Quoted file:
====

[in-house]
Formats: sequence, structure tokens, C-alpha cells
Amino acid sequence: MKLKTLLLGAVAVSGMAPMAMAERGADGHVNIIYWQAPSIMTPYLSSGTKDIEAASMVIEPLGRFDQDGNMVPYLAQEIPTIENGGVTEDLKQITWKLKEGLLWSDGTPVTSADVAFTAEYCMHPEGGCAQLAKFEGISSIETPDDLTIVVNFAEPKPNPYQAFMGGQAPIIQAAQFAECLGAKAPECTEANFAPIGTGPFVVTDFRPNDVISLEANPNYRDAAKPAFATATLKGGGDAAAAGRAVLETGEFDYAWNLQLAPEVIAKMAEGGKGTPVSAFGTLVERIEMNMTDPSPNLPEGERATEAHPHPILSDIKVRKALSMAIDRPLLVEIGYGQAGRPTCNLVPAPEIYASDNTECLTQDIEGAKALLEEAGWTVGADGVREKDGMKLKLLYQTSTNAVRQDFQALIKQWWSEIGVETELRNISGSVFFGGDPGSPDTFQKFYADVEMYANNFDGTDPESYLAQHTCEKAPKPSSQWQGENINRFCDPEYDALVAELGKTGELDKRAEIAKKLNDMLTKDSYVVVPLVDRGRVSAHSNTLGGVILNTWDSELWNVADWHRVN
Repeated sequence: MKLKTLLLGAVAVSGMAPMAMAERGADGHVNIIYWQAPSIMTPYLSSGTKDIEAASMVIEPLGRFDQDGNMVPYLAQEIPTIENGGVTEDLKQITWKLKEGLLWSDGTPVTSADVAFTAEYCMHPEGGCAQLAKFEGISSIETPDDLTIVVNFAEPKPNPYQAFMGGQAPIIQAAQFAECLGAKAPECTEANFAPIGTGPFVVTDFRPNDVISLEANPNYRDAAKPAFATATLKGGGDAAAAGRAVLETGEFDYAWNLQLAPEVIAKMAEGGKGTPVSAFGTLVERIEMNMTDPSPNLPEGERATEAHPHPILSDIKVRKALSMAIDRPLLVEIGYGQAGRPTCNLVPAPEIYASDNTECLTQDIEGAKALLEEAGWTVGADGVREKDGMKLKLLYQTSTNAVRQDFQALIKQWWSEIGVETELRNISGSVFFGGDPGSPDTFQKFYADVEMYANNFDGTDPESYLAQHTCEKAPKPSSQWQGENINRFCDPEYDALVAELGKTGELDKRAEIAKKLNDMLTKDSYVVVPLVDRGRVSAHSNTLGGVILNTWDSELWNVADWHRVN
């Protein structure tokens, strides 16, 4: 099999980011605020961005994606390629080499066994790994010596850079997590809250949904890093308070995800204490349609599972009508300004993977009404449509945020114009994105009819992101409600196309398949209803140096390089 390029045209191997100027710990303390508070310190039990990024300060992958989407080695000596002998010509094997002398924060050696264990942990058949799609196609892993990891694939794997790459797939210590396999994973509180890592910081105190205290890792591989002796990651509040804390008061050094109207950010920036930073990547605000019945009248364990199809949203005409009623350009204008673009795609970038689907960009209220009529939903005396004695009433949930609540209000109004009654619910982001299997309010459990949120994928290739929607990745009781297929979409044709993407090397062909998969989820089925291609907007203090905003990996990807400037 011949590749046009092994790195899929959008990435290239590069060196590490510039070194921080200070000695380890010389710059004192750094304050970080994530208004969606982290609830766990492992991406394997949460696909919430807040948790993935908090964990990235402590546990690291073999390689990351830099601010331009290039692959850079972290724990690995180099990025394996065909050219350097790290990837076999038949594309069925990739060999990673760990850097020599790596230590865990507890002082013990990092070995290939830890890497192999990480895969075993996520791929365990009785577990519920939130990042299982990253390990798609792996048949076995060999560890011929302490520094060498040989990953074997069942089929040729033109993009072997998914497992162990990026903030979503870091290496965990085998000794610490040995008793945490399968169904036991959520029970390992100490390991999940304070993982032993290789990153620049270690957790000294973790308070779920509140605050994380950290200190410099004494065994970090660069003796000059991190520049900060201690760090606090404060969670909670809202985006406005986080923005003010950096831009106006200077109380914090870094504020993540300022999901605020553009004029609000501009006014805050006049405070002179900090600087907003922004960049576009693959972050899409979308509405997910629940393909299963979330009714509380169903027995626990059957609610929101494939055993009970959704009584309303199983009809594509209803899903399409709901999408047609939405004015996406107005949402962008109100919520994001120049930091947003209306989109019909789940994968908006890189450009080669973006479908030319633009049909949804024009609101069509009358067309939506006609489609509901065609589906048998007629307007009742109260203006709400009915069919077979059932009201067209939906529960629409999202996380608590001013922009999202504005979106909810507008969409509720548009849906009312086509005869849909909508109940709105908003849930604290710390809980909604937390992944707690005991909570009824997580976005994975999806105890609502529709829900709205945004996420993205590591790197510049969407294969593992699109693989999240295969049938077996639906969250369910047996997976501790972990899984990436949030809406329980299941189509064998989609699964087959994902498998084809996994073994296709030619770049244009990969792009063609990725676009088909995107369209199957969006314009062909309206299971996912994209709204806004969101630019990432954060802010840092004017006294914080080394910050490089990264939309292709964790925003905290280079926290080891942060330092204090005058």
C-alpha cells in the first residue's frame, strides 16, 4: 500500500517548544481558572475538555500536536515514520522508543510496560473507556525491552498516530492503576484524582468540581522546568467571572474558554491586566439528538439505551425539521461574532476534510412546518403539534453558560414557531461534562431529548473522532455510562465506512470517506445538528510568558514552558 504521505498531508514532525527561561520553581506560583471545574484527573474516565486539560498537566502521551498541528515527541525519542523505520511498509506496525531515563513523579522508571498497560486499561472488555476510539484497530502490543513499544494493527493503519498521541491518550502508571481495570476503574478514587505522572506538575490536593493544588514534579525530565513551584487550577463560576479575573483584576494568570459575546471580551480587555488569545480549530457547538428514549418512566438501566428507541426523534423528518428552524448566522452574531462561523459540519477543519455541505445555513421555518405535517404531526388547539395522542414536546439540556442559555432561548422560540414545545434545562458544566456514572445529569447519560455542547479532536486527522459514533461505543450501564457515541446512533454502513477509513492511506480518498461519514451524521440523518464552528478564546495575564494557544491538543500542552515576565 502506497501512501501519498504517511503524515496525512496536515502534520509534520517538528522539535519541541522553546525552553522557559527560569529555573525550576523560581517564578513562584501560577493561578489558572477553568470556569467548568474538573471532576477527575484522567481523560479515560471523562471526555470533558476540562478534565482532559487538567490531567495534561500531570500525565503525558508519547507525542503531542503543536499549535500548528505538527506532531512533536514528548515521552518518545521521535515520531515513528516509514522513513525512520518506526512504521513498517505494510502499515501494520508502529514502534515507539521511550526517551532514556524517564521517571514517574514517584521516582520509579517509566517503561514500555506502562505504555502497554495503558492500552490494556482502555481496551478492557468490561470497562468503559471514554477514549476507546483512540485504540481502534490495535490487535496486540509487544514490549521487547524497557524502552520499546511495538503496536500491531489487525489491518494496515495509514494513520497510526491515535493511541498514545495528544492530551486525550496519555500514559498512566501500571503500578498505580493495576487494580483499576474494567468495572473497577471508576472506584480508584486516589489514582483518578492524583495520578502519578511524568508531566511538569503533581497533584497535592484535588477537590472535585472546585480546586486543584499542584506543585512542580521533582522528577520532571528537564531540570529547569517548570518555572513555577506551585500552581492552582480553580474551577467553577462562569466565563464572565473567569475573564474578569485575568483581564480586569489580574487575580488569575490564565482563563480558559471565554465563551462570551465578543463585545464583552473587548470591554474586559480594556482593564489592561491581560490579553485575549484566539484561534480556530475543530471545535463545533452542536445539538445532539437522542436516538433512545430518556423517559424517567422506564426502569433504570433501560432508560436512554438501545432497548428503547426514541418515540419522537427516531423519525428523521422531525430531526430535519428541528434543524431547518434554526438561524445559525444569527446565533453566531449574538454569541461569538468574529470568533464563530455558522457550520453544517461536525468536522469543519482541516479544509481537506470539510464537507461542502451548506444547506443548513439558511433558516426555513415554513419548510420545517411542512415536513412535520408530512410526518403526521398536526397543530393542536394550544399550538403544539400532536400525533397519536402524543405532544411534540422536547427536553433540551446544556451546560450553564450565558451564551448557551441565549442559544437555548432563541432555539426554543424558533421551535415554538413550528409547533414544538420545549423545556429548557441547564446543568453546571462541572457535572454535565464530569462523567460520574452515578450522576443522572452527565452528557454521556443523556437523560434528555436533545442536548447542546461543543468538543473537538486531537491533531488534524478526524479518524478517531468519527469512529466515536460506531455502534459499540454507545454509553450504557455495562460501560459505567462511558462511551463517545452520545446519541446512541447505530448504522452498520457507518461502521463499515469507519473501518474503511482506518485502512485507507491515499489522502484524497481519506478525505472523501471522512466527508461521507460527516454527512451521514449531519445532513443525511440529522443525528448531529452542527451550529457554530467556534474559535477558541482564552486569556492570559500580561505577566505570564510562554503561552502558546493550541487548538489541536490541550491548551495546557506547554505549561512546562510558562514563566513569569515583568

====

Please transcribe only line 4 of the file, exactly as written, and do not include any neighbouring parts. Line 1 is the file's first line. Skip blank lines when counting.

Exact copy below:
Repeated sequence: MKLKTLLLGAVAVSGMAPMAMAERGADGHVNIIYWQAPSIMTPYLSSGTKDIEAASMVIEPLGRFDQDGNMVPYLAQEIPTIENGGVTEDLKQITWKLKEGLLWSDGTPVTSADVAFTAEYCMHPEGGCAQLAKFEGISSIETPDDLTIVVNFAEPKPNPYQAFMGGQAPIIQAAQFAECLGAKAPECTEANFAPIGTGPFVVTDFRPNDVISLEANPNYRDAAKPAFATATLKGGGDAAAAGRAVLETGEFDYAWNLQLAPEVIAKMAEGGKGTPVSAFGTLVERIEMNMTDPSPNLPEGERATEAHPHPILSDIKVRKALSMAIDRPLLVEIGYGQAGRPTCNLVPAPEIYASDNTECLTQDIEGAKALLEEAGWTVGADGVREKDGMKLKLLYQTSTNAVRQDFQALIKQWWSEIGVETELRNISGSVFFGGDPGSPDTFQKFYADVEMYANNFDGTDPESYLAQHTCEKAPKPSSQWQGENINRFCDPEYDALVAELGKTGELDKRAEIAKKLNDMLTKDSYVVVPLVDRGRVSAHSNTLGGVILNTWDSELWNVADWHRVN